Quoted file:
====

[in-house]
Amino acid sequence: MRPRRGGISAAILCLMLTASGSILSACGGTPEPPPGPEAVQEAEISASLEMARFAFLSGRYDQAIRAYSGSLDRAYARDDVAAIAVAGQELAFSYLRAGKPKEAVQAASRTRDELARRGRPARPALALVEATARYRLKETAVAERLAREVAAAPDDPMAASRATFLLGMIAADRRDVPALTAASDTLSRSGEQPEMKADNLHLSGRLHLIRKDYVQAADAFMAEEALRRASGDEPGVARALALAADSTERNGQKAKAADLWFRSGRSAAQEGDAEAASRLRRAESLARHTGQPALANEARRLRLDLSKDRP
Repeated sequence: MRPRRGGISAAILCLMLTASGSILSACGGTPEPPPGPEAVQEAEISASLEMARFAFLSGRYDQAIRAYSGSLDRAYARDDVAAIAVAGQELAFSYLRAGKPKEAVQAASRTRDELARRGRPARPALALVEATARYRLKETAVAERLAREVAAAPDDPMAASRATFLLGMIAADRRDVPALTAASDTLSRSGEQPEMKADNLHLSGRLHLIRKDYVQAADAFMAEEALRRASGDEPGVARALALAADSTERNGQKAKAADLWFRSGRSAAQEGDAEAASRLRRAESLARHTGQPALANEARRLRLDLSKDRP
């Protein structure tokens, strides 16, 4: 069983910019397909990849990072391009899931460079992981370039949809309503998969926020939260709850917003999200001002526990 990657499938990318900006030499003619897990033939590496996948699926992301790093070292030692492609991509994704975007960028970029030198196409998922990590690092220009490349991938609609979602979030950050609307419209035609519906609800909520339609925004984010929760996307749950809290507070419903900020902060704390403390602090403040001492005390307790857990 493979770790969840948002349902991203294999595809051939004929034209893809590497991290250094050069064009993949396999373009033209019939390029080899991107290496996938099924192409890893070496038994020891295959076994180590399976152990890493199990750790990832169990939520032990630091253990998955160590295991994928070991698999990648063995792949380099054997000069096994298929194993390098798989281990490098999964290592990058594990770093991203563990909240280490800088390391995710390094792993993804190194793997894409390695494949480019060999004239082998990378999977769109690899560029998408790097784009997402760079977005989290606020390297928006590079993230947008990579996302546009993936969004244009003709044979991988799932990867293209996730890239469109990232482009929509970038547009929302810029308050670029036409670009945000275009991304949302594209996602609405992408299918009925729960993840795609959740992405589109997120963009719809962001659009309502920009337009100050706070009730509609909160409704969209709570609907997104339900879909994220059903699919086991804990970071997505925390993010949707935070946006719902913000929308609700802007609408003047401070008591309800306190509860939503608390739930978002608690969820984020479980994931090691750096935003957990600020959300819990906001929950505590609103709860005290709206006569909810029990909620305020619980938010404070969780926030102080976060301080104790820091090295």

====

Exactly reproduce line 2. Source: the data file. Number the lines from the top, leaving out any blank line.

Amino acid sequence: MRPRRGGISAAILCLMLTASGSILSACGGTPEPPPGPEAVQEAEISASLEMARFAFLSGRYDQAIRAYSGSLDRAYARDDVAAIAVAGQELAFSYLRAGKPKEAVQAASRTRDELARRGRPARPALALVEATARYRLKETAVAERLAREVAAAPDDPMAASRATFLLGMIAADRRDVPALTAASDTLSRSGEQPEMKADNLHLSGRLHLIRKDYVQAADAFMAEEALRRASGDEPGVARALALAADSTERNGQKAKAADLWFRSGRSAAQEGDAEAASRLRRAESLARHTGQPALANEARRLRLDLSKDRP